I paraphrase what one British friend and colleague, living in Tokyo, married to a Japanese woman, related to me by email after he read this.  According to my friend’s wife, a recent topic of conversation that has been circulating among the Japanese involves the prospects of Gaijin getting the vote.  Whereas before the crisis most people appeared broadly in favor of permanent residents getting a vote, many now appear to have completely changed their mind as a result of the widespread exodus of foreigners, arguing (as my friend says, “convincingly, in my book”) that their actions have revealed that the depth of their commitment to society is perhaps not all it should be to warrant full emancipation.

My own wife is a former TV news announcer and is well-connected in those circles as well as being a fairly well-known writer. I asked her last night to investigate this amongst her Japanese friends and let me know what everyone thought. She did that for me last night. Basically, she said,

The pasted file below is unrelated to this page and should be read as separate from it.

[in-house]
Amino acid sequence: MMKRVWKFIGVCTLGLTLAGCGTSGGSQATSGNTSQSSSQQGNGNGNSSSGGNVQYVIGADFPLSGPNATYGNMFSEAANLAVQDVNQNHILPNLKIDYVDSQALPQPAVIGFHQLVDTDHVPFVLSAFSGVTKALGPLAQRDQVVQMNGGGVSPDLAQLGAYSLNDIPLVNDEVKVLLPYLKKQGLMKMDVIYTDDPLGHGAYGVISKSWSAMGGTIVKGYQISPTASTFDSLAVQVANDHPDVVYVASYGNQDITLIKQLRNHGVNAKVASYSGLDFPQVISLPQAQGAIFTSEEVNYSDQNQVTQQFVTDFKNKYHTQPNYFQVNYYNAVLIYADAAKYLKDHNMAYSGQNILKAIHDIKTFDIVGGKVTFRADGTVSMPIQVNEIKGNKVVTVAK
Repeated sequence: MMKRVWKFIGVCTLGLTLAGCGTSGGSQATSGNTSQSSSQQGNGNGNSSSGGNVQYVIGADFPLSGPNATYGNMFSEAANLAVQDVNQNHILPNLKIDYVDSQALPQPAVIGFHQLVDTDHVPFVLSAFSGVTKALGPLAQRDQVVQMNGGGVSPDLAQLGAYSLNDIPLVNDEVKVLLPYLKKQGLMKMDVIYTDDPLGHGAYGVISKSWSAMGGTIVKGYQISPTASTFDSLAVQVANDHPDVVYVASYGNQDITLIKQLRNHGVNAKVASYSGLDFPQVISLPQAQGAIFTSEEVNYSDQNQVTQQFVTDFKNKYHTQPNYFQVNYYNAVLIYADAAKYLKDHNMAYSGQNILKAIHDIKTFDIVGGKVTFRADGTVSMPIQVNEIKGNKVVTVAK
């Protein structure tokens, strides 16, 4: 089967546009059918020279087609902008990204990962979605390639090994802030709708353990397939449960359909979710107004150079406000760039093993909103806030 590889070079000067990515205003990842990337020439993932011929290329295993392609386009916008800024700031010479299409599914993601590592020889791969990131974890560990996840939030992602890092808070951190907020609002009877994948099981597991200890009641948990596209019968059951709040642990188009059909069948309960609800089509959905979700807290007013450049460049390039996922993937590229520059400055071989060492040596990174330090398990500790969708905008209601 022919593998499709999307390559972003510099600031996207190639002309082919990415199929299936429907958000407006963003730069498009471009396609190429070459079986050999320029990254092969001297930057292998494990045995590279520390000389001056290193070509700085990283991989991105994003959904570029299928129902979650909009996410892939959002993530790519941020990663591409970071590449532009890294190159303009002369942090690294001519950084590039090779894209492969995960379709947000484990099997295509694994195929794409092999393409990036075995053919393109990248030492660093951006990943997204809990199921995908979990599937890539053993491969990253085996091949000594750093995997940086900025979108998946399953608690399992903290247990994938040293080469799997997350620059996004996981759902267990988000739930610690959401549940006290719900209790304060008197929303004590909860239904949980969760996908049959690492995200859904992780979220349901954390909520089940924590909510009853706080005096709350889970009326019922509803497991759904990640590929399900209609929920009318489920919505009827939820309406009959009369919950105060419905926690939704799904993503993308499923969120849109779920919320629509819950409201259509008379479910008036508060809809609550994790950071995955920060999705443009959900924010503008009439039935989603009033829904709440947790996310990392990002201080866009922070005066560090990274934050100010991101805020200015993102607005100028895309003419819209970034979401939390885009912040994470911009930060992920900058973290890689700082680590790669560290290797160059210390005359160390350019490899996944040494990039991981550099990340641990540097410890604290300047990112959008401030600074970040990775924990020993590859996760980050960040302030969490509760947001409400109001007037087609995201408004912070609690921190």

"Japanese people are quite forgiving and many have a "foreigner complex" whereby we don't expect the foreigners to do simple things like learn the Japanese language. We easily forgive them when they do not understand or fit in so well. It's even because many Japanese people themselves think that Japan has so many customs and rules that it is difficult for even us to know what to do in many cases. But, in our case, when we don't know, as japanese it is common sense that we consult each other and, in Japan, team work is what matters. A Japanese person would never flee when others in their family are in danger. Take, for example the Fukushima 50. That the foreigners fled instantly, before any consultations or warnings from the government, show us that they don't care about the group so they do not intend to be a part of Japanese society...  That's okay. Hence, all the people I talked to were of the opinion that foreigners are just that; We can't expect them to be responsible to anyone except themselves. Most of them certainly do not understand what the responsibility to us (Japanese) means so they shouldn't be allowed to vote. That isn't to say that all foreigners shouldn't be allowed to vote... But how can we separate the responsible ones from the ones we can't depend on?"